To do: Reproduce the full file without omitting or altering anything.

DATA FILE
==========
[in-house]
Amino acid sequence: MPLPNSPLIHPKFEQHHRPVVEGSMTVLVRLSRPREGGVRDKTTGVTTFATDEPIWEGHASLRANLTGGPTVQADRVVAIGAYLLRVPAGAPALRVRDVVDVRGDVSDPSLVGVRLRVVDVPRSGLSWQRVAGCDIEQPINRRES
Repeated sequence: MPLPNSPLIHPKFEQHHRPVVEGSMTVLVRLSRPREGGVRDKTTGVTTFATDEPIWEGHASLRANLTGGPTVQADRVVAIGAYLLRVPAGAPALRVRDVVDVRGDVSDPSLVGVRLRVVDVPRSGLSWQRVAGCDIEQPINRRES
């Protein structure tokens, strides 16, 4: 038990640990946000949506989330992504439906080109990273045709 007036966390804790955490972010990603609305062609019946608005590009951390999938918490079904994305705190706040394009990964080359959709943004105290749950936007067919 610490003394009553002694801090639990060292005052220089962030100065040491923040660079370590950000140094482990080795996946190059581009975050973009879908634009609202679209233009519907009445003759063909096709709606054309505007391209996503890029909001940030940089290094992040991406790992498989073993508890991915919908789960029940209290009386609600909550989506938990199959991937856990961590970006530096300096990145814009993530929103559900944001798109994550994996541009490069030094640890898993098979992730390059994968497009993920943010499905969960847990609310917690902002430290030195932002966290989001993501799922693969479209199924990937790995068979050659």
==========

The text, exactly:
[in-house]
Amino acid sequence: MPLPNSPLIHPKFEQHHRPVVEGSMTVLVRLSRPREGGVRDKTTGVTTFATDEPIWEGHASLRANLTGGPTVQADRVVAIGAYLLRVPAGAPALRVRDVVDVRGDVSDPSLVGVRLRVVDVPRSGLSWQRVAGCDIEQPINRRES
Repeated sequence: MPLPNSPLIHPKFEQHHRPVVEGSMTVLVRLSRPREGGVRDKTTGVTTFATDEPIWEGHASLRANLTGGPTVQADRVVAIGAYLLRVPAGAPALRVRDVVDVRGDVSDPSLVGVRLRVVDVPRSGLSWQRVAGCDIEQPINRRES
């Protein structure tokens, strides 16, 4: 038990640990946000949506989330992504439906080109990273045709 007036966390804790955490972010990603609305062609019946608005590009951390999938918490079904994305705190706040394009990964080359959709943004105290749950936007067919 610490003394009553002694801090639990060292005052220089962030100065040491923040660079370590950000140094482990080795996946190059581009975050973009879908634009609202679209233009519907009445003759063909096709709606054309505007391209996503890029909001940030940089290094992040991406790992498989073993508890991915919908789960029940209290009386609600909550989506938990199959991937856990961590970006530096300096990145814009993530929103559900944001798109994550994996541009490069030094640890898993098979992730390059994968497009993920943010499905969960847990609310917690902002430290030195932002966290989001993501799922693969479209199924990937790995068979050659």